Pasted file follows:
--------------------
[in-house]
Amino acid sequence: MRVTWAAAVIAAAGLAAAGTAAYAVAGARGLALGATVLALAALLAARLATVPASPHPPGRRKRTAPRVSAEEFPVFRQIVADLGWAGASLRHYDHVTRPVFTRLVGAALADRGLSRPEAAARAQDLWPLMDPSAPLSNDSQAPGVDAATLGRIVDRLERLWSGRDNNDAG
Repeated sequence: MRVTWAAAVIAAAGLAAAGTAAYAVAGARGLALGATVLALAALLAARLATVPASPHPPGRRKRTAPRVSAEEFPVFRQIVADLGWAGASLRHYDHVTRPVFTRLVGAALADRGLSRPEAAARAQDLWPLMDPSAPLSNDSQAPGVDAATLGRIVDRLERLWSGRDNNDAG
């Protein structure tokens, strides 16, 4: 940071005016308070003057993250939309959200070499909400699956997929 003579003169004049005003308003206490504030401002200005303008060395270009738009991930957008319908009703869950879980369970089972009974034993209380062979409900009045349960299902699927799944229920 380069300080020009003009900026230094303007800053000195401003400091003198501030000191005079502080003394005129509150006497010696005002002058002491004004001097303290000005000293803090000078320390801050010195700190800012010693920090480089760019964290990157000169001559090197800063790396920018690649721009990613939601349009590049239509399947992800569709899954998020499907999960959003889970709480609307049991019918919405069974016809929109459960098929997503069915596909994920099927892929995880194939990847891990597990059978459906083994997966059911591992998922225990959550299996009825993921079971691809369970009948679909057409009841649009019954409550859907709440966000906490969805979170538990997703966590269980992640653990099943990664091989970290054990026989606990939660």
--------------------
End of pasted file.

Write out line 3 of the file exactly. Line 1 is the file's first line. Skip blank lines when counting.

Repeated sequence: MRVTWAAAVIAAAGLAAAGTAAYAVAGARGLALGATVLALAALLAARLATVPASPHPPGRRKRTAPRVSAEEFPVFRQIVADLGWAGASLRHYDHVTRPVFTRLVGAALADRGLSRPEAAARAQDLWPLMDPSAPLSNDSQAPGVDAATLGRIVDRLERLWSGRDNNDAG